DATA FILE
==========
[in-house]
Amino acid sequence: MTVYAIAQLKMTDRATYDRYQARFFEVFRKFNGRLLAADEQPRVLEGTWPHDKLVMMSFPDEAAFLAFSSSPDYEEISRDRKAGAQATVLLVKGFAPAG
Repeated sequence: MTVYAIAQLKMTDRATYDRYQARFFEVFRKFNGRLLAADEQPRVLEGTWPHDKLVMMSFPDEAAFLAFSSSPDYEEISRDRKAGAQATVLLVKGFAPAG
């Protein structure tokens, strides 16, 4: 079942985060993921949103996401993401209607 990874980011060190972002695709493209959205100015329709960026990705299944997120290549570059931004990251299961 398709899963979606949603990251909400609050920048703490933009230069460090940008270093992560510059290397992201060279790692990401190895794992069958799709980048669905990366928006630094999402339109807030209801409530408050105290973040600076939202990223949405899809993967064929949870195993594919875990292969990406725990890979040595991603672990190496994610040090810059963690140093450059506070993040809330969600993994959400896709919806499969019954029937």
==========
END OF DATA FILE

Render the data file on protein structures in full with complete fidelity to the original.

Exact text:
[in-house]
Amino acid sequence: MTVYAIAQLKMTDRATYDRYQARFFEVFRKFNGRLLAADEQPRVLEGTWPHDKLVMMSFPDEAAFLAFSSSPDYEEISRDRKAGAQATVLLVKGFAPAG
Repeated sequence: MTVYAIAQLKMTDRATYDRYQARFFEVFRKFNGRLLAADEQPRVLEGTWPHDKLVMMSFPDEAAFLAFSSSPDYEEISRDRKAGAQATVLLVKGFAPAG
């Protein structure tokens, strides 16, 4: 079942985060993921949103996401993401209607 990874980011060190972002695709493209959205100015329709960026990705299944997120290549570059931004990251299961 398709899963979606949603990251909400609050920048703490933009230069460090940008270093992560510059290397992201060279790692990401190895794992069958799709980048669905990366928006630094999402339109807030209801409530408050105290973040600076939202990223949405899809993967064929949870195993594919875990292969990406725990890979040595991603672990190496994610040090810059963690140093450059506070993040809330969600993994959400896709919806499969019954029937």